Knile Davis caught the ball 6 yards deep in the end zone, and because Chiefs specialists were encouraged to return every kickoff, out he came. Davis made one move to his left, followed his blocking and galloped untouched into the end zone.
The Chiefs had opened the wild-card game at Houston with Davis’ 106-yard touchdown and never looked back in a 30-0 triumph that signaled two clear conclusions.
To the Chiefs, the burden of playoff futility was lifted. It had been eight straight playoff losses over 22 years.
The Texans shifted into change mode, bringing in quarterback Brock Osweiler from Denver on a deal worth $72 million over four years, running back Lamar Miller from the Dolphins and rookie wide receiver Will Fuller.
All came up big in the Texans’ 23-14 victory over the Bears last weekend.
Osweiler was 23 of 35 for 231 yards and two touchdowns, with five of those completions and a touchdown going to Fuller. Miller rushed for 106 yards.
“This is a different year, we’re a different team,” Texans coach Bill O’Brien said.
It needed to be, at least when it came to facing the Chiefs. Houston won the AFC South with a 9-7 record, but the Texans’ losses to the Chiefs’ book-ended their season. They fell in the opening game 27-20, and Brian Hoyer started at quarterback both times. His first pass of the regular season was picked off by then-rookie Marcus Peters. In the playoff game, Hoyer threw four interceptions — the second most ever against a Chiefs team — and lost a fumble.
Enter Osweiler, who has a notebook full of Chiefs information, plus some first-hand knowledge.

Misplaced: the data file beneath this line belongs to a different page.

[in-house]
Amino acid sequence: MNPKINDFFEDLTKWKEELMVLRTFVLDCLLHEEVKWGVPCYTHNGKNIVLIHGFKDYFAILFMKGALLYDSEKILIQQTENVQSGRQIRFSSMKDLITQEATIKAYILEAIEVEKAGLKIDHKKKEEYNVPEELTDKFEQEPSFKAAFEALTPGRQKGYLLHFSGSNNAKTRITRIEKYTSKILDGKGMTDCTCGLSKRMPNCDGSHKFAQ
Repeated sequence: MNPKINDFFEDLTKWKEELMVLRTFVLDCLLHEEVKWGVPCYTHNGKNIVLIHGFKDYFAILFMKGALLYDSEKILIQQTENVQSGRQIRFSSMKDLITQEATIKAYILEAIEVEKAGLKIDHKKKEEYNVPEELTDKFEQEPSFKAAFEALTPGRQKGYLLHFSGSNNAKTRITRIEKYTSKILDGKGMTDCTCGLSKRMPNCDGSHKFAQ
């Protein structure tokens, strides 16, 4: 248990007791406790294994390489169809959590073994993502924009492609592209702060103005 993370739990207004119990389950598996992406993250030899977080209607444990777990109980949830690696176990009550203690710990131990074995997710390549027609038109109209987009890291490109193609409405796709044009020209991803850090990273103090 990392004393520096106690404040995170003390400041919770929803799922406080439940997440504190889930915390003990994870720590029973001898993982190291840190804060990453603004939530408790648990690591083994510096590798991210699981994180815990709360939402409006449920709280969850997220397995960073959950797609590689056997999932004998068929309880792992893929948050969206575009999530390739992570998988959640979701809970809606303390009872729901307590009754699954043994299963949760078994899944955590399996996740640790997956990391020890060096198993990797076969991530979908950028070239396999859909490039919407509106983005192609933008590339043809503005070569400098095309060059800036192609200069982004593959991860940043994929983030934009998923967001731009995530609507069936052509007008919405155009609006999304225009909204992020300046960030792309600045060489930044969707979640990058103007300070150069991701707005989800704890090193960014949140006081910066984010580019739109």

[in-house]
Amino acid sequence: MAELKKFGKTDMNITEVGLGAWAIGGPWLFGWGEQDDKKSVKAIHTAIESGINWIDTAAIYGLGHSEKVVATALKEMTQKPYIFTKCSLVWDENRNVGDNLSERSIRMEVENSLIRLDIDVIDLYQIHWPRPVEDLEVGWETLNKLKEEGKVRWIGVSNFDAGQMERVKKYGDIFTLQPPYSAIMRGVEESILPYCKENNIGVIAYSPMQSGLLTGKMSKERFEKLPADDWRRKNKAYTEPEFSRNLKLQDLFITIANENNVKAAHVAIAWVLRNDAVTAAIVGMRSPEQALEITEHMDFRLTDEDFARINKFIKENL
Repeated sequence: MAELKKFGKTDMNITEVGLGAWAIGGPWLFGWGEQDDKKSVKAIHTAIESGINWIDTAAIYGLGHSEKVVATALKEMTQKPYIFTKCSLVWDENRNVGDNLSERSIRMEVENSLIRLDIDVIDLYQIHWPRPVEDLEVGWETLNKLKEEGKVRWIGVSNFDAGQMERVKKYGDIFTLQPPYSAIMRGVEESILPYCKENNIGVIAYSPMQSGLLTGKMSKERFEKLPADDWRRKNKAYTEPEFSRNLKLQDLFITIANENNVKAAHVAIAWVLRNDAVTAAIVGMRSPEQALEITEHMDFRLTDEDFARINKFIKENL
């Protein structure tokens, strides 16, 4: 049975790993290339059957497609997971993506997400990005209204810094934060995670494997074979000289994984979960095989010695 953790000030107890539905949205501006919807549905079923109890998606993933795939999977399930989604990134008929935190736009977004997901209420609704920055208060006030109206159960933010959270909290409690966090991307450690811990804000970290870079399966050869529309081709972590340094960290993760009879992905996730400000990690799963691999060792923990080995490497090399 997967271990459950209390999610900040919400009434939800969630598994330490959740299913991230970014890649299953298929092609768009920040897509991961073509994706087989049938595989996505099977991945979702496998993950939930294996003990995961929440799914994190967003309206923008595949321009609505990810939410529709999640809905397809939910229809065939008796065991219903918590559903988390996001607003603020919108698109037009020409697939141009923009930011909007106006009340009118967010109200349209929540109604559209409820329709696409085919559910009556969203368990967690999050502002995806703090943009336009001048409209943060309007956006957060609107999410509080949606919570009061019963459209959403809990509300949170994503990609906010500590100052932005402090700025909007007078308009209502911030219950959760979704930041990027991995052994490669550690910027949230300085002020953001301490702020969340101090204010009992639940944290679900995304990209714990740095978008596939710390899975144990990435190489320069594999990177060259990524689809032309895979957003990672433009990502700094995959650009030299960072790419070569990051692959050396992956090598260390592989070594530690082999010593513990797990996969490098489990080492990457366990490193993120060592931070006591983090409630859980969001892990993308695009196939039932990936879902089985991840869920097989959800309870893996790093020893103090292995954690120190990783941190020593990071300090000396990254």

As a member of the Broncos during 2012-15, Osweiler didn’t appear in many games until last year when he took over for an injured Peyton Manning in the second half of the season. The change occurred against the Chiefs, in the third quarter of the Chiefs’ victory at Denver.
So, Osweiler has muscle memory against Peters, Eric Berry, Derrick Johnson and company.
“It’s very valuable,” Osweiler said. “Just to have a better understanding of their personnel. Being in Denver the past four years, I’ve sat in lots of meetings, (learning) about their defense, their scheme and personnel.
“I watched a lot of games from the sidelines, but to get that half of play against those guys, it will certainly help me as far as understanding who some of those defensive backs are and what their skill set is, what they’re good at, maybe an area I’ll be able to attack.”
For the second straight week, the Chiefs are meeting an opponent they played and defeated twice last year. It took the greatest comeback in franchise history last week to overcome the Chargers, rallying from a 21-point second-half deficit for a 33-27 overtime victory.
This time, the Chiefs seek a third victory in 12-plus months in the same building, NRG Stadium. O’Brien believes enough has changed that the past won’t be a motivation.
“It’s an important game because both teams are 1-0 and it’s an AFC game,” O’Brien said.